Can't wait to see what I look like in another 40 pounds. BTW I'm 38 and I've been obese since childhood. This is the lowest I've weighed since my freshmen year of high school. Hopefully this is some motivation for life-long strugglers of obesity and binge-eating disorder, body dysmorphia (which I still struggle with). Your genetics don't determine everything. Your diet does. That's the most important thing. If you can change your diet and eat more whole foods while cutting out processed garbage, you'll be much better off and the weight will come off.

You can't outrun a bad diet, no matter how hard you try. It will always catch up to you. I've had to learn that the hard way, over decades. Proper nutrition is just something that was never taught.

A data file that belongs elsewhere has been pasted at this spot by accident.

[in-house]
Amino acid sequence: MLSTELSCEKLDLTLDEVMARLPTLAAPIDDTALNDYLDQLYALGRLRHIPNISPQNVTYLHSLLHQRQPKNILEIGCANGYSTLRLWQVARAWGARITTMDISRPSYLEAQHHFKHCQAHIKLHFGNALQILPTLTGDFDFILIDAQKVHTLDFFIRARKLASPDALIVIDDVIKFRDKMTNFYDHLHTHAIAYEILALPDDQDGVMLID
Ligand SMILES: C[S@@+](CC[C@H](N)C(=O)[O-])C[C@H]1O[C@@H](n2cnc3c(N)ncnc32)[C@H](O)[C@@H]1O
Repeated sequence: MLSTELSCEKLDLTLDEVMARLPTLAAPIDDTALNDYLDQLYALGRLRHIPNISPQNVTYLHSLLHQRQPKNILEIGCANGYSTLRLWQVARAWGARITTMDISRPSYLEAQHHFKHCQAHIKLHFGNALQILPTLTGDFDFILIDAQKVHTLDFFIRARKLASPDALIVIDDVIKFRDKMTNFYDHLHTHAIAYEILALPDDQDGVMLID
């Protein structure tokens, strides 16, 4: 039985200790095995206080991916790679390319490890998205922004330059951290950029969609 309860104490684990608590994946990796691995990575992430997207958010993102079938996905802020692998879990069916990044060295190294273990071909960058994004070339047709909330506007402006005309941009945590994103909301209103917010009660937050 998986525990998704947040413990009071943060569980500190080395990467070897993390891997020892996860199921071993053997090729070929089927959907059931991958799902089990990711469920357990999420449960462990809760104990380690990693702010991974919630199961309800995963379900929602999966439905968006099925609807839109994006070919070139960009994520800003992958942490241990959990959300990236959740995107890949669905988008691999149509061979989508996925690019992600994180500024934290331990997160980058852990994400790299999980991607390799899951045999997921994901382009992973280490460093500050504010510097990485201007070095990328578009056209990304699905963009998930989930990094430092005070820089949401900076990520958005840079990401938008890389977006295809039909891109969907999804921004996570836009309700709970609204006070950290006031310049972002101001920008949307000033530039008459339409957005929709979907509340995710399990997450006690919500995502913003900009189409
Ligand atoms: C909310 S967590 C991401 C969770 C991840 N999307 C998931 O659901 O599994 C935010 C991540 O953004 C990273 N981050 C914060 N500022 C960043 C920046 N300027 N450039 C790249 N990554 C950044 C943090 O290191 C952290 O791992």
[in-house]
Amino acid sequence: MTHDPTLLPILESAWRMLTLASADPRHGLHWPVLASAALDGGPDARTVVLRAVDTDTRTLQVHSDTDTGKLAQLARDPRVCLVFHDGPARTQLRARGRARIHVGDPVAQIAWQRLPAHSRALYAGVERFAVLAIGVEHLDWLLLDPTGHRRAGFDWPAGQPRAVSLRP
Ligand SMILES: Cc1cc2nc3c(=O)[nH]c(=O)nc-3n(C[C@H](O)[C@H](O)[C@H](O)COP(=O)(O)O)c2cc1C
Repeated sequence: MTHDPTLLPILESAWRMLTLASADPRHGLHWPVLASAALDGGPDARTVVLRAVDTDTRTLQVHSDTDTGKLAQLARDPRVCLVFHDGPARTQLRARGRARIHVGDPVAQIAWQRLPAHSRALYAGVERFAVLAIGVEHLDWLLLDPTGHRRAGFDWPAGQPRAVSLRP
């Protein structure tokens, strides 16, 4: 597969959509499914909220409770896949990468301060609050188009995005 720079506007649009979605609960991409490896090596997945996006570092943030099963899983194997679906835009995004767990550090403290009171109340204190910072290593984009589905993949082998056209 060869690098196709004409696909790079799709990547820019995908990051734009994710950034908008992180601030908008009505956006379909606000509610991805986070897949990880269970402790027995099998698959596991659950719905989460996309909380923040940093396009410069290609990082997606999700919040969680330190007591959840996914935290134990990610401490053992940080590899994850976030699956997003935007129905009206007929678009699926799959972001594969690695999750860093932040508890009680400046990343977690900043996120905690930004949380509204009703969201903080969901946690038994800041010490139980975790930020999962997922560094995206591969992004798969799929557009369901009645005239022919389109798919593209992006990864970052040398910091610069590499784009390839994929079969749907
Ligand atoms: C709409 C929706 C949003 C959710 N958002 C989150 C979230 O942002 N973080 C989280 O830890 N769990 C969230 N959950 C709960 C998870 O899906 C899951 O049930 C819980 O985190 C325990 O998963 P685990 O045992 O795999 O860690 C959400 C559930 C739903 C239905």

I feel younger at 38 than I did at 20. A good diet is everything, and after seeing and feeling the result, that is the hill I'll die on.

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Replies

  • Jthanmyfitnesspal
    Jthanmyfitnesspal Posts: 3,030 Member
    A really great story!
  • mjglantz
    mjglantz Posts: 403 Member
    That is awesome and inspirational. You are so right about eating a healthy diet...makes all the difference in the world. Very impressed that you used the pandemic to make such a positive change in your life. Look forward to hearing more about your journey and successes!
  • gorple76
    gorple76 Posts: 151 Member